Cobi // Interview

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LA-based multidimensional singer-songwriter Cobi has been creating a buzz within the industry since the release of his solo single "Don't Cry For Me" in May of 2016.  Born Jacob Schmidt in Grand Marais, Minnesota, Cobi's interest in music began when a family friend taught him a few chords on the guitar at the age of 8.  His interest grew from there, leading him to buy his first guitar with money he saved from mowing lawns.  Fueled by a passion for blues, R&B and classic rock, he taught himself how to play guitar by ear and later formed a blues band with a friend, playing covers of songs in local bars across Minnesota and Wisconsin.  He later attended Berklee School Of Music in Boston where he helped to form the indie-pop band Gentlemen Hall in 2008.  The band, who was signed to Island Def Jam Records, enjoyed a great deal of success, winning an MTV Video Music Award in 2009 for Best Breakout Boston Artist and performing at the 2011 Billboard Music Awards.  In 2014 the band split up due to artistic differences.  Cobi yearned to change course with his music, thus launching his solo career that saw a return to the blues music of his youth rather than commercial-friendly indie pop.  He signed with 300 entertainment in December of 2015 and released his breakout single "Don't You Cry For Me" the following year.  In September of 2017 he released the EP Songs From The Ashes Pt. 1, with Pt. 2 being released this year, touching on his feelings of loneliness in America, violence and everlasting love.  It is also an homage to the music he loves from the '60s -Rock, Reggae and Soul. With his full-length album set to be released next year, it's safe to say we can expect great things from Cobi going forward!  You can stay up-to-date with Cobi and all upcoming tour dates, as well as stream and purchase his music via the following links.  Check out the track "Church Of The Lonely" from his latest EP below.   

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You learned how to play a few basic chords on the guitar when you were 8 and bought your first guitar when you were 11 using money you had saved up from mowing lawns. How old were you when you knew you wanted to play music? 
Oh, right around the time I first picked up a guitar so probably around 9 or 10 years old. The guitar was it, that was the moment.

I read that you taught yourself how play guitar by ear by listening to your Godfather's extensive and eclectic record collection. What were some of the albums you learned to play from? Who were some of the the artists that influenced your style the most?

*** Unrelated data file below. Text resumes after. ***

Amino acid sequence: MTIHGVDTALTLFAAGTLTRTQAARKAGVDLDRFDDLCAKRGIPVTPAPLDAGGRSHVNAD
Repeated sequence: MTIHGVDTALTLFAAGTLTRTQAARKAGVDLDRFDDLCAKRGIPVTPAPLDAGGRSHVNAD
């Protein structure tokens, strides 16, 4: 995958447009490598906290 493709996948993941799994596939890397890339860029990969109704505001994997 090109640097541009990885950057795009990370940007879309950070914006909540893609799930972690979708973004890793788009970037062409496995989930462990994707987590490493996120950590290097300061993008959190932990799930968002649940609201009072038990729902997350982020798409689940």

Some of the albums I learned to play from were Led Zeppelin - Swan, the album, Jimi Hendrix - Are You Experienced, B.B. King records, Otis Rush records.. Stuff like that. What was the next part of the question?

Who were some of the artists that influenced your style the most?

Neil Young, Black Sabbath, Prince.. Those were the ones that kind of got me started, and then later, it turned into all different kinds of stuff.

You were singing blues music in bars in Northern Minnesota at the age of 12 and always had a vision of touring the world. What do you think sparked that passion at such a young age? 
I think it was just the unique energy I felt from playing in front of a live audience and getting to experience that at a young age really just drove me to want to continue that and get out of my small town and move down to the city and try to find ways to expand that audience.

You attended Berklee School of Music in Boston. What did you study and what was your experience like there?
I was at Berklee for a short time. I was there for two years. I studied a lot of different things, but I was mainly there for guitar and I was mainly there to get out of my small town, to get out of Minneapolis and to get into a bigger pool of musicians and stuff like that. So, I think the biggest thing I took away from Berklee was just being able to meet so many new people.

While in school, you formed the indie-pop band Gentleman Hall. The band saw a great deal of success but split up in 2014, at which time you started your career as a solo artist, gradually moving back to your bluesy-folk roots. What drew you to experiment with indie-pop and what drew you back to your roots?
I have always been interested in experimented with different styles of music, so at the time, that was something really new to me and exciting, and it was really fun to explore different sounds and different styles and kind of actually put down the guitar and do some other things with production and just to explore different style musics that was really exciting for me at the time. I think that taking all that experience that I had has allowed me to make something more unique and bringing that back to my own roots here with bluesy-folk and singer-songwriter stuff. So taking those different production ideas and kind of blending it into something that now I feel fully, totally unique into my own style that I don’t think anybody really sounds like that, like the way I do.